@Jump, agreed, but not 'one word' could you understand? Come off it. Anyway: Predictive text OFF and a session of out of window staring finished. Education should read erupted. Am sure with your intellect you could have 'made the jump' to 'Ah... I see what the cahp is trying to communicate'. The other post I rewrote, start to finish but missed out the disease part of lung disease. ie a disabling and potential fatal lung disease.

0 ( +1 / -1 )

Although my climbing days are long over, in the past I have gone up numerous volcanic peaks and I live in the shadow of one. It had never been a concern as I'd been told it is extinct. I never thought to question that but now I'm thinking I'll he doing some research as I have learned from the news this week that it is one of the 47 in Japan being monitored.

I also hope this incident impresses upon people the reasons for and the importance of registering or at least leaving information with someone when they do climb a mountain, volcanic or not.

There is also much talk about how the mountain huts should be made of concrete, not wood, and there should be small shelters scattered about if climbing is to be allowed. Probably a good idea.

5 ( +5 / -0 )

you cant take take dogs!!! Into an ash environment the dogs would die from lungs internal bleeding just for breathing.

3 ( +4 / -1 )

Forgot to mention I also have nothing but admiration for the personnel doing the search work etc. As more and more videos of their efforts come out it is made more and more clear that, despite the cautions being taken to avoid injury or worse, they are working in extremely dangerous conditions. Not to mention heartbreaking. Now the wether has turned against them too. There are thought to be about twenty people likely to have been on the mountain and still unaccounted for. I hope their bodies can all be found but without injury or death among the workers.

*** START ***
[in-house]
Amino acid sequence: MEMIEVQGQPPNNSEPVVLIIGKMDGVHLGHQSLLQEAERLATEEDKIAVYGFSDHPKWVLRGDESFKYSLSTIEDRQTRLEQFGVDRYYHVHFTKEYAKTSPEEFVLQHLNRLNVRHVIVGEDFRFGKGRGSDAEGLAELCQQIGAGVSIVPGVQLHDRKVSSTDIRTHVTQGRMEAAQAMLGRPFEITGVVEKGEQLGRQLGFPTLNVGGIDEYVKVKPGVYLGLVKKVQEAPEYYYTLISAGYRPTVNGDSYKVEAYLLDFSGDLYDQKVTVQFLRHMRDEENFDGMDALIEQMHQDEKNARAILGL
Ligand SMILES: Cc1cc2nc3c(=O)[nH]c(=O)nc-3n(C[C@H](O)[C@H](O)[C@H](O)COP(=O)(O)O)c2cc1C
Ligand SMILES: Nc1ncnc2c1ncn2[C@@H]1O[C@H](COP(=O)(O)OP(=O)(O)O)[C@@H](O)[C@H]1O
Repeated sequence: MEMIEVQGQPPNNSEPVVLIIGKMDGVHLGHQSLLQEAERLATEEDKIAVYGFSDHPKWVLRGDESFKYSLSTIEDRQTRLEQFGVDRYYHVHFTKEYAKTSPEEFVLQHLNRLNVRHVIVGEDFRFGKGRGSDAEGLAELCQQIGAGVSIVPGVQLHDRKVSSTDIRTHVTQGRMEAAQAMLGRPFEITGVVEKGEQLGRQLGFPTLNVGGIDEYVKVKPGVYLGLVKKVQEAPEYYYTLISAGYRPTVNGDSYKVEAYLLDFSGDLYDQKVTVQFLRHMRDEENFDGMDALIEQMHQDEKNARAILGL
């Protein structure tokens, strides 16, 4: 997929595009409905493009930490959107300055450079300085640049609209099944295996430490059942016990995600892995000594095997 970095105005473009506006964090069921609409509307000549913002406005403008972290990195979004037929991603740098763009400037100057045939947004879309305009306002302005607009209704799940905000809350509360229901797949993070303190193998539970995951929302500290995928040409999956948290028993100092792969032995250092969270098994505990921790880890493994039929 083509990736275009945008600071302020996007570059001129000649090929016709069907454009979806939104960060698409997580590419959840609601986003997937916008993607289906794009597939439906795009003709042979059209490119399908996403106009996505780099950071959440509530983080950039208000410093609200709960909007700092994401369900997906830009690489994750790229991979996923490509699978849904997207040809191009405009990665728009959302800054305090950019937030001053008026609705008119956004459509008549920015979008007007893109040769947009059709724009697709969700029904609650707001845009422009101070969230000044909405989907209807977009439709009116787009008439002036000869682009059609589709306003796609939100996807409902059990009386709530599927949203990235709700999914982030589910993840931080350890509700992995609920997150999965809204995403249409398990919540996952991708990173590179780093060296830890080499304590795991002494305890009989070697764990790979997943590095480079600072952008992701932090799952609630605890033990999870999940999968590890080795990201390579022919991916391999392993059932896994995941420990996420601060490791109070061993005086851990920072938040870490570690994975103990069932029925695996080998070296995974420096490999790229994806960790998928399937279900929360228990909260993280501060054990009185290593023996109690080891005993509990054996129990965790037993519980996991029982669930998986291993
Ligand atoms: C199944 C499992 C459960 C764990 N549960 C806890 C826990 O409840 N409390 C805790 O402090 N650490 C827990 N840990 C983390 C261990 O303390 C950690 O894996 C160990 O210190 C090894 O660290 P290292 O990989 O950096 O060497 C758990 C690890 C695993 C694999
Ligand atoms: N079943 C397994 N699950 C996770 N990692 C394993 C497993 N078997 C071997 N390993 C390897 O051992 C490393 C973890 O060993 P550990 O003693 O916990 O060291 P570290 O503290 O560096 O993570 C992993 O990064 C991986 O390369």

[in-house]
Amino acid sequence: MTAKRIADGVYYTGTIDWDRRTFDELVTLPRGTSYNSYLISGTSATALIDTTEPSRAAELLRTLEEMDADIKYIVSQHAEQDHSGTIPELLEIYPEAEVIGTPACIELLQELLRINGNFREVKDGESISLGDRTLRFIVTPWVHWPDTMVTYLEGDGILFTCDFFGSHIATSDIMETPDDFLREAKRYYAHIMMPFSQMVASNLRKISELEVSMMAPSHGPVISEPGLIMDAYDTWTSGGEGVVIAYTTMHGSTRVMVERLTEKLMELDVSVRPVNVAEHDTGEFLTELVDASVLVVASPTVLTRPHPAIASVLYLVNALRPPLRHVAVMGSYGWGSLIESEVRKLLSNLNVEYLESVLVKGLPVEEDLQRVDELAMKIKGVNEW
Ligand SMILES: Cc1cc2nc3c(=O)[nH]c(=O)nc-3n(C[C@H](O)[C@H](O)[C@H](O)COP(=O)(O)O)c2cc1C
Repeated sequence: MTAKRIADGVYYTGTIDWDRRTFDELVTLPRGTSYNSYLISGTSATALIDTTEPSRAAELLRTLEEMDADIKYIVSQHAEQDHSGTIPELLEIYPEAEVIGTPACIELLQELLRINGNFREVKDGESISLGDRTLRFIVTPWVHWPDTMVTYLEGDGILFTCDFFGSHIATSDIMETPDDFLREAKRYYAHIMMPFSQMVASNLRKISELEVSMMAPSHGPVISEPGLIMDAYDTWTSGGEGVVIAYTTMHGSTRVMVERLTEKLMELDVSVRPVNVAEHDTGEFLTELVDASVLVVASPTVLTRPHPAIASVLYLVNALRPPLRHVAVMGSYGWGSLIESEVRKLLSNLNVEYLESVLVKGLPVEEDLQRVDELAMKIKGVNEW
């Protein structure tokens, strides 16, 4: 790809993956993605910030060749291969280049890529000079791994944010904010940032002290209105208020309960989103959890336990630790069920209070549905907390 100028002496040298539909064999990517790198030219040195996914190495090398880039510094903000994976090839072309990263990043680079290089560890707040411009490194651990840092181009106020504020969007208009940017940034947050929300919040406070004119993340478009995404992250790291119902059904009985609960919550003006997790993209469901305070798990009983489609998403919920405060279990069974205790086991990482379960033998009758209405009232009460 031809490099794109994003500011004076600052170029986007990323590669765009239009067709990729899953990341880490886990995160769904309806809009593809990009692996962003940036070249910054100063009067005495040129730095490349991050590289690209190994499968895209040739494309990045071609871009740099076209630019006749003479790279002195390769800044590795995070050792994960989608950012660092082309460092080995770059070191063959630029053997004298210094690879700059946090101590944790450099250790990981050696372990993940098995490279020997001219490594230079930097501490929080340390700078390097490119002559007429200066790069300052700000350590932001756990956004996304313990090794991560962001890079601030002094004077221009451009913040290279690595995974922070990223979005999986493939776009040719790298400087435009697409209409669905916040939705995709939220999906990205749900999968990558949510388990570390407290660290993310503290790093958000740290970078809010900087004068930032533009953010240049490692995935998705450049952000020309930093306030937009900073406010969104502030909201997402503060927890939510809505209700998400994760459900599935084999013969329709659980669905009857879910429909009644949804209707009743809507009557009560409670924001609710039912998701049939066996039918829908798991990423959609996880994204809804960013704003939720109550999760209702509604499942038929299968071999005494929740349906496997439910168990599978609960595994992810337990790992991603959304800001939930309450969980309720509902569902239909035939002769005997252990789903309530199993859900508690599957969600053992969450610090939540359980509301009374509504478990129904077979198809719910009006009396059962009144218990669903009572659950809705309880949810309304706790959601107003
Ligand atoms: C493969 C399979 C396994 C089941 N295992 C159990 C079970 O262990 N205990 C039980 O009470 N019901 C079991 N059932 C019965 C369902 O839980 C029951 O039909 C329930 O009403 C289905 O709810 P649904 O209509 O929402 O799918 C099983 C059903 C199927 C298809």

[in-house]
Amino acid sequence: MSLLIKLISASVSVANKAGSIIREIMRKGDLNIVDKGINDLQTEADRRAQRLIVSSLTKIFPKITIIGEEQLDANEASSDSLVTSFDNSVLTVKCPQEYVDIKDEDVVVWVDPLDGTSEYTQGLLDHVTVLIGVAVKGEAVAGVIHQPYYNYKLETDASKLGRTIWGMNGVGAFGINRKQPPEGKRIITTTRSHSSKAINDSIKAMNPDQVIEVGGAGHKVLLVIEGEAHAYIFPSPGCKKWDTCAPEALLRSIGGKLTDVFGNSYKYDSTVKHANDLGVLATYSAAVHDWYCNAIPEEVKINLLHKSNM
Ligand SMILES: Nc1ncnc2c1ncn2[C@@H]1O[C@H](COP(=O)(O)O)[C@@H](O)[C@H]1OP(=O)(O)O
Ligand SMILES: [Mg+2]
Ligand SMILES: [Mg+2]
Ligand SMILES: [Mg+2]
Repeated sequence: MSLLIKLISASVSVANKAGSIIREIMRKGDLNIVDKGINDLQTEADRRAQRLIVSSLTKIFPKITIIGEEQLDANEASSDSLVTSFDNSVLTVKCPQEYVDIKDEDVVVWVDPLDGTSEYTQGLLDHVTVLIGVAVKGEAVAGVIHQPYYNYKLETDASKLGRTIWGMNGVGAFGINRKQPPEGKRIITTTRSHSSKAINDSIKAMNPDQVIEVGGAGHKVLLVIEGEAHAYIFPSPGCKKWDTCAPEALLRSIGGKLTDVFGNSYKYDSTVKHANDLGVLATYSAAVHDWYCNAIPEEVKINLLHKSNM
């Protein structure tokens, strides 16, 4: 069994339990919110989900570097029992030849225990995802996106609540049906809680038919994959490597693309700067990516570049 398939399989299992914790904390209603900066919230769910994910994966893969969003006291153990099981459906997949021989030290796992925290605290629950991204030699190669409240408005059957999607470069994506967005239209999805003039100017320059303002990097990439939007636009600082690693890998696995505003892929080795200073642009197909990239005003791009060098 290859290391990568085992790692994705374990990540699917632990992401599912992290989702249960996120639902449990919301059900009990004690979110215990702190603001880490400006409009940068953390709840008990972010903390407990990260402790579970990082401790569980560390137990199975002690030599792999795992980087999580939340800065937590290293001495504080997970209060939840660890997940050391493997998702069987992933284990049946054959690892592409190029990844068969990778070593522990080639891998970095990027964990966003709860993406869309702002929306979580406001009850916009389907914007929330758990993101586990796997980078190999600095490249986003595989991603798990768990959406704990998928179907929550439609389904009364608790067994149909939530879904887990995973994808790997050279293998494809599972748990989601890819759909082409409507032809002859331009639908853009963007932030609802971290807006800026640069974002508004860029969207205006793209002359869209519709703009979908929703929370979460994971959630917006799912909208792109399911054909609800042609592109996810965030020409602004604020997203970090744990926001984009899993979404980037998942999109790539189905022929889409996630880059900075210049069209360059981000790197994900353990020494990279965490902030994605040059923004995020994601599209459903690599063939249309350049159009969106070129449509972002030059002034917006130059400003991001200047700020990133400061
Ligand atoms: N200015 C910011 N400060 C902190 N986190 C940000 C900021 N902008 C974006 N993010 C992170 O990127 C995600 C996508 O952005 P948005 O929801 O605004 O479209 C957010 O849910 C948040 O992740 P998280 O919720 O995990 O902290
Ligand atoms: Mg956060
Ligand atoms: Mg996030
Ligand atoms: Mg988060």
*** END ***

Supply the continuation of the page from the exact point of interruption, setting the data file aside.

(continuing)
7 ( +6 / -0 )

@hawkeye - do you live in tokyo? If so, you are living beside japan's tallest active volcano. Why climb a volcano? I don't know - why cross the road? You are more likely to get hit by a car than you are to die in a volcano erupting accident.

4 ( +5 / -1 )

I've climbed Fuji-san twice a year for nearly twenty years. Why not? Intake several times as well. This was simply extremely bad timing. RIP fellow trekkers.

5 ( +6 / -1 )

but I have to ask the question "why would you go hiking on a volcano even if it was dormant"?

Because a dormant volcano is just a mountain and they are all over Japan.

8 ( +8 / -1 )

"why would you go hiking on a volcano even if it was dormant"?

I can answer that:

Nature is amazing. And it can be dangerous to life and limb. People like those on the volcano welcome the risk. We cannot Imagine a life of never having been on an active* volcano. Or never having swum along a coral reef at night. Or never having hiked up a rock glacier. Or never spotting a jaguar making a kill.

Please understand: such experiences of life and nature like these are not about the rush you get when jumping out of a plane, or driving 200 MPH. Its a different thing.

It is more meaningful than all the Cathedrals in Europe. In nature, neither Man nor God is glorified. And life is simply not worth living without it.

*The volcano was active, because it erupted within the last 10,000 years. That is the kind of time frame the earth works in.

6 ( +6 / -0 )

why would you go hiking on a volcano even if it was dormant?

I believe something like 300,000 people climb Fuji every year.

Why? Because it's not likely to blow while they are up there.

3 ( +3 / -0 )

Now that it's rained on the ash, it's going to be harder to recover the bodies. Such a grim task.

2 ( +2 / -0 )

It is more meaningful than all the Cathedrals in Europe. In nature, neither Man nor God is glorified. And life is simply not worth living without it.

JTDanMan -- your opinion. While nature's beauties and the experiences it can offer are no-doubt life-changing in many regards, appreciating the beauty of what man can create, whether it to be glorify God or not, can be equally as rewarding. Different strokes.

-5 ( +2 / -7 )

You would think that after 3/11 there would be many more new teams of searchers and dogs scattered throughout the country and ready for deployment, in case of another disaster---such as this one.

How do you know there aren't? Or do you have an arbitrary number that should exist. If so, please share your thoughts on dispersion with the rest of us.

0 ( +0 / -0 )

On top of that, there are teams of searchers scattered throughout the country - the JSDF.

0 ( +0 / -0 )

Rest in Peace fellow hikers.

0 ( +0 / -0 )